Shabbat Chol HaMoed Pesach 5771: A Pull to the Past, A Push into the Future

April 22, 2011

Rabbi Jason Holtz, Temple Emanu-El, Tucson, AZ

My laptop computer is old and will soon be replaced. It made it all the way to three years of age—which in computer years is a fairly average lifespan. I decided to replace it not with another laptop, but with a desktop and an iPad, which my wife describes as an iPod Touch for the elderly. I went to get the iPad at an Apple Store about two weeks ago and ended up waiting over two hours in line for it. This, by the way, was weeks after the new model was released. But such was the demand and interest for it, that people waited patiently outside the store for hours. And when I left the line was no shorter. The interesting thing about the release of this new iPad though is that many of the customers are simply upgrading from the old iPad released about a year ago. Technology wears out quick, but really? People who switch benefit from a device that shaves a few centimeters of width off and has two cameras instead of only one. For that they wait in line for hours and shell out a not insignificant amount of money.

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Bamidbar 5771: Israel -- Stop Worrying So Much

May 27, 2011

Rabbi Samuel M. Cohon, Temple Emanu-El, Tucson, AZ

There are some times when there is simply too much to talk about, even for a rabbi known for talking, in one sermon. And that is surely true of the events and issues swirling around Israel right now.

In addition to the fact that I have just been in Israel on a truly whirlwind trip sponsored by the Israeli Foreign Ministry and the World Zionist Organization—basically, it consisted of two 24-hour days of flying back and forth for a total of three intense but wonderful days in Israel—and I have a huge amount to tell you about from that extraordinary experience, there has also been a little bit of other news about Israel.

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B'ha'alot'cha 5771: Humility

June 10, 2011

Rabbi Jason Holtz, Temple Emanu-El, Tucson, AZ

I'd like to give everyone some small amount of insight about what sort of kid I was. When I was twelve and preparing for my Bar Mitzvah, I was busy learning my Torah portion, Ki Teitze, in the book of Deuteronomy. This Torah portion is unique in that it has the single most number of mitzvoth – commandments, or Jewish religious obligations. There are 74 of them – a considerable amount more than the Ten Commandments. The most important thing that most Bar Mitzvah students needs to realize about the number of mitzvoth in that Torah portion is simply that there are 74 possible subjects for a Bar Mitzvah speech. Unlike most B'nai mitzvah students though, who got to pick a section of their portion to talk about, my rabbi decided for me. He gave me one of the more challenging sections. It stated that if one has a wayward and defiant son, then he shall be brought to the public square and there be tried and executed. To this day, I wonder if my rabbi was trying to tell me something about my behavior as a child.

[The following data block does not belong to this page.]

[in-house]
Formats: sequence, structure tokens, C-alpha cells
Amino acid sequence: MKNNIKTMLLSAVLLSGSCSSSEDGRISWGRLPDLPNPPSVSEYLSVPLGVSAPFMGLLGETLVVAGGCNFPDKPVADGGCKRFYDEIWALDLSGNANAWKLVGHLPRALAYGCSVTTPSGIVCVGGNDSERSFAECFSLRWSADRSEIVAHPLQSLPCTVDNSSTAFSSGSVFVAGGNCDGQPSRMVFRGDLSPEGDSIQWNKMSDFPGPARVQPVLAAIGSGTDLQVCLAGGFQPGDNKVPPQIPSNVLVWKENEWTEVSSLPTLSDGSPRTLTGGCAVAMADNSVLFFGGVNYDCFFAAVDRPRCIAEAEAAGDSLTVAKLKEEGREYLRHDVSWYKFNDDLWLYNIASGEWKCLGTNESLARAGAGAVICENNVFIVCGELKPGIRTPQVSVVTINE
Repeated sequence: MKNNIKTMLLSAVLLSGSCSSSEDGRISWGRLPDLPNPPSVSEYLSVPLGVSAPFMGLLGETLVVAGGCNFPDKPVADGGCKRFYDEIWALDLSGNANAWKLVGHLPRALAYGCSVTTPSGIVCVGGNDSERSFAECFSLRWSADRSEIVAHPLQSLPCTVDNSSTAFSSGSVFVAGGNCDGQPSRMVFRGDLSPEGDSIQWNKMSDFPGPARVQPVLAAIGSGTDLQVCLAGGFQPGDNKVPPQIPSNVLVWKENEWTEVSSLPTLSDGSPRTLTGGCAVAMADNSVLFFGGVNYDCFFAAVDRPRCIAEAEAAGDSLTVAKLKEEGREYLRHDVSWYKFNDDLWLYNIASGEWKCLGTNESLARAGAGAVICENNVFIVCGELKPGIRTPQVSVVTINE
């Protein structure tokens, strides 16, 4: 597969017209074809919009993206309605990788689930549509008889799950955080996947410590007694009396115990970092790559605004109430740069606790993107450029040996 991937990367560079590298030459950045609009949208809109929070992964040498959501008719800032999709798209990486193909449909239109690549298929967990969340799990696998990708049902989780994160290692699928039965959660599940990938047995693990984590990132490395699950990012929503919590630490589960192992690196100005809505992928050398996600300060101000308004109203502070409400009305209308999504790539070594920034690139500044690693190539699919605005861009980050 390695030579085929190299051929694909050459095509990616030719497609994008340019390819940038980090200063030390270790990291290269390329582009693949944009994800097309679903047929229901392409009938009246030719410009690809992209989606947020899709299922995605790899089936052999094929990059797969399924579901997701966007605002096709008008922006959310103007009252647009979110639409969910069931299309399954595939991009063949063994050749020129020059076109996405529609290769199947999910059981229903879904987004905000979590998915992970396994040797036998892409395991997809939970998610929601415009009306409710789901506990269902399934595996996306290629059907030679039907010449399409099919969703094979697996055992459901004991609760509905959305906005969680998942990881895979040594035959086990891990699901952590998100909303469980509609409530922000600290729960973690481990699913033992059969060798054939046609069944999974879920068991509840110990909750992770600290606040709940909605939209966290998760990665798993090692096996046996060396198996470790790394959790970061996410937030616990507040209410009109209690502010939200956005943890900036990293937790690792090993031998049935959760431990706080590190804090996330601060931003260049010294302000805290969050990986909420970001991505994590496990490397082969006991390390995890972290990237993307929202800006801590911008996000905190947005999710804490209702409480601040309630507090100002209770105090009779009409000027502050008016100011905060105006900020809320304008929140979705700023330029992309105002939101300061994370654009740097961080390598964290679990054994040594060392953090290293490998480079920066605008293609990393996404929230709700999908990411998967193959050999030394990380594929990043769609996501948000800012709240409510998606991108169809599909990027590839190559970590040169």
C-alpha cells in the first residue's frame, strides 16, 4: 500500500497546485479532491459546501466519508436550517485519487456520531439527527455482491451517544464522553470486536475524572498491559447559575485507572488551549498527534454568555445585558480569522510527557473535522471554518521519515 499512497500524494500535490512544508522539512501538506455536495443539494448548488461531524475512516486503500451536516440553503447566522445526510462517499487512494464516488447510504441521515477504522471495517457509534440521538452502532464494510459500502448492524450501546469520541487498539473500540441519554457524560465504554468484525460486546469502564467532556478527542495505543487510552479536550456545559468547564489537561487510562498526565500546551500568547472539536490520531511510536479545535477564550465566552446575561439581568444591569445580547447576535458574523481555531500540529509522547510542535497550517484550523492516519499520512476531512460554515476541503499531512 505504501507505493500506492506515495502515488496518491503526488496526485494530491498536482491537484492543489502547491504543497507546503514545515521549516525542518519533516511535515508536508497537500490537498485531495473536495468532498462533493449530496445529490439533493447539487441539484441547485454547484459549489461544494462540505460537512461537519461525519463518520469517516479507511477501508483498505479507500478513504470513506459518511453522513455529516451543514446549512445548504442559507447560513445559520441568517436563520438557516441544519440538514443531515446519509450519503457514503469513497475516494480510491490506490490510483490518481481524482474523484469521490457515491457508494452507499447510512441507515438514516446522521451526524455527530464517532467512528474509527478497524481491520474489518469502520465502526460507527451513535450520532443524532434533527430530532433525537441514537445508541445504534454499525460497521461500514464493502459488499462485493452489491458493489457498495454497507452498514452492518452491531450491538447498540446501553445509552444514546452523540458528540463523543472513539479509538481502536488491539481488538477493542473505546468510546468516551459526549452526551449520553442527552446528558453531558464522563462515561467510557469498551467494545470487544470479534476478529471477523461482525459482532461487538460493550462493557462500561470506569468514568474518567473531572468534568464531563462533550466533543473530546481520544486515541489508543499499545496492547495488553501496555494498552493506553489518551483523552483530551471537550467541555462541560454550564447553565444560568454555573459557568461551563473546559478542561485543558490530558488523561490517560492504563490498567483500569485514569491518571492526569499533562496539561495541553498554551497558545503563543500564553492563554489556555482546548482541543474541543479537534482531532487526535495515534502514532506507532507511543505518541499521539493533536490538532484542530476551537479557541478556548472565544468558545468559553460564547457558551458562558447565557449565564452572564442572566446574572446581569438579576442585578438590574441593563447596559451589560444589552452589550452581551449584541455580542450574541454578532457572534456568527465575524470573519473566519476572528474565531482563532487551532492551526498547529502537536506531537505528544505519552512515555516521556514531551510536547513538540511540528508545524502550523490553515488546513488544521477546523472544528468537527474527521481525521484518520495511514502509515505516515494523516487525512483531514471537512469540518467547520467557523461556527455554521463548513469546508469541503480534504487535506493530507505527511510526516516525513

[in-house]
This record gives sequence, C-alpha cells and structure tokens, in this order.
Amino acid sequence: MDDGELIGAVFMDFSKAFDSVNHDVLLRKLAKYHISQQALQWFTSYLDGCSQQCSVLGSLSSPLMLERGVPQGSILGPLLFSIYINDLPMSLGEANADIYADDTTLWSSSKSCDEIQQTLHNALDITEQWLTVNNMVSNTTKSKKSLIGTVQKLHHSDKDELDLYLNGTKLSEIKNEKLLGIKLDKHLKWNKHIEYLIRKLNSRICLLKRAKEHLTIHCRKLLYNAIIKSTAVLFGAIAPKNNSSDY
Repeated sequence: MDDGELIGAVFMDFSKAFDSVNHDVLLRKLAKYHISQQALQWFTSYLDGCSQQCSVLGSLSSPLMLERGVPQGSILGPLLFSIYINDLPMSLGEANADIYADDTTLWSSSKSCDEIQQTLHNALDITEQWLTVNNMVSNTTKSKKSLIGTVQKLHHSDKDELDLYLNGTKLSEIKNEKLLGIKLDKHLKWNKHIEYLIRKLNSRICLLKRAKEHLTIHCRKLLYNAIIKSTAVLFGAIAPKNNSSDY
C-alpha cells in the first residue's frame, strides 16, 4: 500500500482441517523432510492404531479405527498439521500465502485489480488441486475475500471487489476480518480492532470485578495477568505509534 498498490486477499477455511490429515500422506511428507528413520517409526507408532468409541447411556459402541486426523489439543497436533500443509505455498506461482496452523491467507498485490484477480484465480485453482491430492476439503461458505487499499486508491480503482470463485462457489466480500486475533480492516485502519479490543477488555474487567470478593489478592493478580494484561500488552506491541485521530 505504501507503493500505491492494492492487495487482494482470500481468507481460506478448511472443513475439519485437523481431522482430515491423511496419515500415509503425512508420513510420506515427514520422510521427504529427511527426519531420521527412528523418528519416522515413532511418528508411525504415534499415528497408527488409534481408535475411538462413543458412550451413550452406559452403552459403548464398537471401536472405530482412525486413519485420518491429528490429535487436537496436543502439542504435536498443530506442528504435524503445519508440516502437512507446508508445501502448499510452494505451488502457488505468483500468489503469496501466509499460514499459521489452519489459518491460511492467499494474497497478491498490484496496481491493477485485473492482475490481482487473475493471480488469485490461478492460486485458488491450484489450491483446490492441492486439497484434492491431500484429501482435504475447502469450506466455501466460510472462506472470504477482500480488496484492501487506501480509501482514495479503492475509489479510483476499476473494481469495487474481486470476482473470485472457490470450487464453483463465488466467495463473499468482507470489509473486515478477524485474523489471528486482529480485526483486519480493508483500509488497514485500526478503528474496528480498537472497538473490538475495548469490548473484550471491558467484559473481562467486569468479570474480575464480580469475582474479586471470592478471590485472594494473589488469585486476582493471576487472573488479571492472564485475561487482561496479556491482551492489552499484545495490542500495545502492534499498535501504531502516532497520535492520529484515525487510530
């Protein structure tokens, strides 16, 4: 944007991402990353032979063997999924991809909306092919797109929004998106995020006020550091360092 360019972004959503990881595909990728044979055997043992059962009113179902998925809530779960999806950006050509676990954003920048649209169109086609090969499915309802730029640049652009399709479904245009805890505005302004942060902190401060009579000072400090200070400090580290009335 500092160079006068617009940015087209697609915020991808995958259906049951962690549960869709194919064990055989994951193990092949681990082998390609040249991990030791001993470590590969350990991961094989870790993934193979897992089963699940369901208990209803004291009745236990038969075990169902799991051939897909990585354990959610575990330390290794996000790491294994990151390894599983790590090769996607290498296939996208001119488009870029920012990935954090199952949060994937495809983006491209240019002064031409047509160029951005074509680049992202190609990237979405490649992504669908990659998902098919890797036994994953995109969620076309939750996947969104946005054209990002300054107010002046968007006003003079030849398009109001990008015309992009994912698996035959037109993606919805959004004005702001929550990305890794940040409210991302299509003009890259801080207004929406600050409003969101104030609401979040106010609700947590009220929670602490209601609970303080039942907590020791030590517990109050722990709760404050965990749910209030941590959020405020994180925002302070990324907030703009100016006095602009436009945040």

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Korach 5771: How a Jewish Community Must Be

June 24, 2011

Rabbi Samuel M. Cohon, Temple Emanu-El, Tucson, AZ

I was on a family vacation last week in Hawaii, on the island of Kauai. And I was standing on the beach with my wife, Wendy, watching the kids snorkel in this protected area of Lydgate beach, and we struck up a conversation with an older couple who had just come out of the water—the guy was still wearing his mask and snorkel on his head. And of course the couple turned out to be Jewish, and we knew people they knew, and they said something that I have now heard hundreds of times: "I'm Jewish, but not religious." They were very nice, and we enjoyed chatting with them, and they later emailed us, and perhaps we will become friends somehow or other.

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Chukat 5771: The Kurn Religious School

July 1, 2012

Rabbi Jason Holtz, Temple Emanu-El, Tucson, AZ

Over the last two weeks there have been significant changes in the professional staff here at Temple Emanu-El. One such change was that the position of a religious school director has been eliminated. This change has, understandably, caused no small amount of worry and concern over the future of the Kurn Religious School. Our Temple and even the larger Jewish community have come to expect a great deal from our program. Over the past several years, our school, under able leadership, with a strong vision, and with the participation of families and a caring, committed faculty has achieved a high level of success. There is no doubt that recent changes present a significant challenge to us going forward, but I am reassured by the dedication of our faculty and the passionate support of our religious school families that has been continuously displayed, especially over the last two weeks.

Read more: Chukat 5771: The Kurn Religious School


225 N. Country Club Road
Tucson, AZ 85716

Phone: 520-327-4501
Fax: 520-327-4504

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